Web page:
General David B. McCreary, who was "chosen state senator in 1888, to
which office he was elected, and reelected in 1892, with practical
unanimity. I preceded him in the senate and was one of the first to
suggest his name as my successor." From the bio on Judge William Ayres
Galbraith, a few years before Emory became a judge: "When I was about
thirty and had no thought of ever being a judge, I was walking along
the street with him when he stopped and said, 'Walling, I would like
to see you succeed me on this bench.' Fortunately, I was equal to the
occasion and replied, 'Judge, that is impossible, for no boy can
succeed you on that bench.'" Then, when Judge Frank Gunnison left the
bench, he "sent for Col. Sproul and myself to come to his home on a
Sunday afternoon and canvass the situation which we did. We had a nice
luncheon and a full discussion. The judge said our names had been
mentioned and that one of us should become a candidate as his
successor. Sproul declined to consider it, giving as one reason the
fact that he had planned a trip to Europe with M. W. Shreve (now our
Congressman) for that season and was unwilling to give it up. I was
loath to undertake it, because of the inadequacy of the judicial
salary (then $4000 a year) to meet my financial needs. However, I
finally decided to become a candidate, which proved the beginning of
my judicial work, now covering a period of thirty-two years." On Hon.
Samuel A. Davenport: "I was never a close friend of Mr. Davenport and
had tried some stubbornly contested suits against him at the bar, yet
he was one of the first to ask me to become a candidate for judge in
1896". On p. 122 he says he says he spent some days in Maine in 1904
with A. H. Caughey. In the bio on Judge Vincent, he says "my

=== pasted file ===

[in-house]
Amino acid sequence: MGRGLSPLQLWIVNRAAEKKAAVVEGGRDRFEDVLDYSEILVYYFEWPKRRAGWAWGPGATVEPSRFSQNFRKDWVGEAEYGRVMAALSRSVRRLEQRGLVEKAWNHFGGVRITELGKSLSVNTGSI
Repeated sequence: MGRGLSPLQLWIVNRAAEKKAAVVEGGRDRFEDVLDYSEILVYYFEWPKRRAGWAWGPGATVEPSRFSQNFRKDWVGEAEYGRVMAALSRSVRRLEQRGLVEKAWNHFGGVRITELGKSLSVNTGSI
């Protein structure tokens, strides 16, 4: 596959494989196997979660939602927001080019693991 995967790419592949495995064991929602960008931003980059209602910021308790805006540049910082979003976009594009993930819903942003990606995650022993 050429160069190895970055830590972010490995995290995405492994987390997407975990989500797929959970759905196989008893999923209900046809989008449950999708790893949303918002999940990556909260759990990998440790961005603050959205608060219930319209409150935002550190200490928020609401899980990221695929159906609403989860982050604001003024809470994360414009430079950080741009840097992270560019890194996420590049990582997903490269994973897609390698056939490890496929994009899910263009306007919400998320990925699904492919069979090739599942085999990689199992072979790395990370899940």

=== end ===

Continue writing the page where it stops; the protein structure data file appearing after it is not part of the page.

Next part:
reelection" - for President Judge - "in 1906 was the first break of
that rule" - that judges should only serve one term - "in this
disctict..." Also: Vincent allowed his hair "to come down in the back
with a square cut, a style I tried so successfully to imitate that it
became known as the 'Judge Walling hair cut'". On Dr. Thorpe again:
"He never forgot his old friends or the old school days and was one
who called my name to Gov. Brumbaugh's attention just prior to my
appointment as justice of the State Supreme Court in December, 1915."
On Hon. John Steven Rilling: "I shall never forget the effectiveness
with which he urged my appointment as successor to Judge Elkin." - I'm
guessing he's talking about the Supreme Court here. In the bio for
George Washington Barker, Esq.: "Mr. Barker and I had one thing in
common; our homes were burglarized the same night by the same thief.
As might have been expected his loss was greater than mine." This last
sentence is a bit cryptic.
    More on the versatile John C. Brady: he was admitted to the bar on
his 21st birthday, but had such a good business head that "Financially
he could not afford to practice law; for example, he had a case on the
list which he gave Mr. Allen one hundred dollars to try, while he went
down in the lumber woods and made three thousand dollars in a business
deal." He "established the Erie Electric Motor Company, the second
electric motor company established in the United States. Under the